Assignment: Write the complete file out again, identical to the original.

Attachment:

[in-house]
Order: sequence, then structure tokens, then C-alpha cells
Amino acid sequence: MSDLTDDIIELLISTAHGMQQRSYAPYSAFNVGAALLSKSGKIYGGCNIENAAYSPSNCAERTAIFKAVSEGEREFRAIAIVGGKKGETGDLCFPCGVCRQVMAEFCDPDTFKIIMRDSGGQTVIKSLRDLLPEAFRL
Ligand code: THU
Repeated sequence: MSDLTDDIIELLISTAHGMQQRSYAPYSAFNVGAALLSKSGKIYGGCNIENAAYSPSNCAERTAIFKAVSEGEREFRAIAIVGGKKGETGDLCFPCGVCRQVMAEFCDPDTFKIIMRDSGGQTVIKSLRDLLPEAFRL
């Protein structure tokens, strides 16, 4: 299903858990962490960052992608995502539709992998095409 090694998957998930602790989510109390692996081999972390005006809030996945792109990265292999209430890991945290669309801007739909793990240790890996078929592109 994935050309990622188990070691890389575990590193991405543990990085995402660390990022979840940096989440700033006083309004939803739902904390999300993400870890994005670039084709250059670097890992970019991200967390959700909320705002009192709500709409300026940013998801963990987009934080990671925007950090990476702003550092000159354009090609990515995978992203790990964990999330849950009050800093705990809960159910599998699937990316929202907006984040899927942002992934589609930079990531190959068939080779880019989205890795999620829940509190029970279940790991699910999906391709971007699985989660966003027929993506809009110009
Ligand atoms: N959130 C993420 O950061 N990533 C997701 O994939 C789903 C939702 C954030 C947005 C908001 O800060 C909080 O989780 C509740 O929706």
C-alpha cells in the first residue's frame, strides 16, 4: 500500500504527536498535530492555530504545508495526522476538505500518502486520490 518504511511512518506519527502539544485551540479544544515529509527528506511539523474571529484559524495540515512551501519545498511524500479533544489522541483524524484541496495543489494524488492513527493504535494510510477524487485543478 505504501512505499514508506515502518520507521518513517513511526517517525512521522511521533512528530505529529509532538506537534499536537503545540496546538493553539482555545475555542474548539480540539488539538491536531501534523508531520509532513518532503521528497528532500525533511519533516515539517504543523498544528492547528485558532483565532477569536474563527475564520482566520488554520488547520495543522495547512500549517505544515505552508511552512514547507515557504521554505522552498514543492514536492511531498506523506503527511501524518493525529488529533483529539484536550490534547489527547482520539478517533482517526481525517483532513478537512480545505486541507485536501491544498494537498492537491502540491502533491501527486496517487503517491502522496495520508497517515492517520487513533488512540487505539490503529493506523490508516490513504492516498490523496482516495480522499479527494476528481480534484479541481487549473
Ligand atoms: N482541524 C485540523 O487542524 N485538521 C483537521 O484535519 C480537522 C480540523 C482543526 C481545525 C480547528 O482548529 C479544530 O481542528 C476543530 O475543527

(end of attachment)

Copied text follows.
[in-house]
Order: sequence, then structure tokens, then C-alpha cells
Amino acid sequence: MSDLTDDIIELLISTAHGMQQRSYAPYSAFNVGAALLSKSGKIYGGCNIENAAYSPSNCAERTAIFKAVSEGEREFRAIAIVGGKKGETGDLCFPCGVCRQVMAEFCDPDTFKIIMRDSGGQTVIKSLRDLLPEAFRL
Ligand code: THU
Repeated sequence: MSDLTDDIIELLISTAHGMQQRSYAPYSAFNVGAALLSKSGKIYGGCNIENAAYSPSNCAERTAIFKAVSEGEREFRAIAIVGGKKGETGDLCFPCGVCRQVMAEFCDPDTFKIIMRDSGGQTVIKSLRDLLPEAFRL
């Protein structure tokens, strides 16, 4: 299903858990962490960052992608995502539709992998095409 090694998957998930602790989510109390692996081999972390005006809030996945792109990265292999209430890991945290669309801007739909793990240790890996078929592109 994935050309990622188990070691890389575990590193991405543990990085995402660390990022979840940096989440700033006083309004939803739902904390999300993400870890994005670039084709250059670097890992970019991200967390959700909320705002009192709500709409300026940013998801963990987009934080990671925007950090990476702003550092000159354009090609990515995978992203790990964990999330849950009050800093705990809960159910599998699937990316929202907006984040899927942002992934589609930079990531190959068939080779880019989205890795999620829940509190029970279940790991699910999906391709971007699985989660966003027929993506809009110009
Ligand atoms: N959130 C993420 O950061 N990533 C997701 O994939 C789903 C939702 C954030 C947005 C908001 O800060 C909080 O989780 C509740 O929706």
C-alpha cells in the first residue's frame, strides 16, 4: 500500500504527536498535530492555530504545508495526522476538505500518502486520490 518504511511512518506519527502539544485551540479544544515529509527528506511539523474571529484559524495540515512551501519545498511524500479533544489522541483524524484541496495543489494524488492513527493504535494510510477524487485543478 505504501512505499514508506515502518520507521518513517513511526517517525512521522511521533512528530505529529509532538506537534499536537503545540496546538493553539482555545475555542474548539480540539488539538491536531501534523508531520509532513518532503521528497528532500525533511519533516515539517504543523498544528492547528485558532483565532477569536474563527475564520482566520488554520488547520495543522495547512500549517505544515505552508511552512514547507515557504521554505522552498514543492514536492511531498506523506503527511501524518493525529488529533483529539484536550490534547489527547482520539478517533482517526481525517483532513478537512480545505486541507485536501491544498494537498492537491502540491502533491501527486496517487503517491502522496495520508497517515492517520487513533488512540487505539490503529493506523490508516490513504492516498490523496482516495480522499479527494476528481480534484479541481487549473
Ligand atoms: N482541524 C485540523 O487542524 N485538521 C483537521 O484535519 C480537522 C480540523 C482543526 C481545525 C480547528 O482548529 C479544530 O481542528 C476543530 O475543527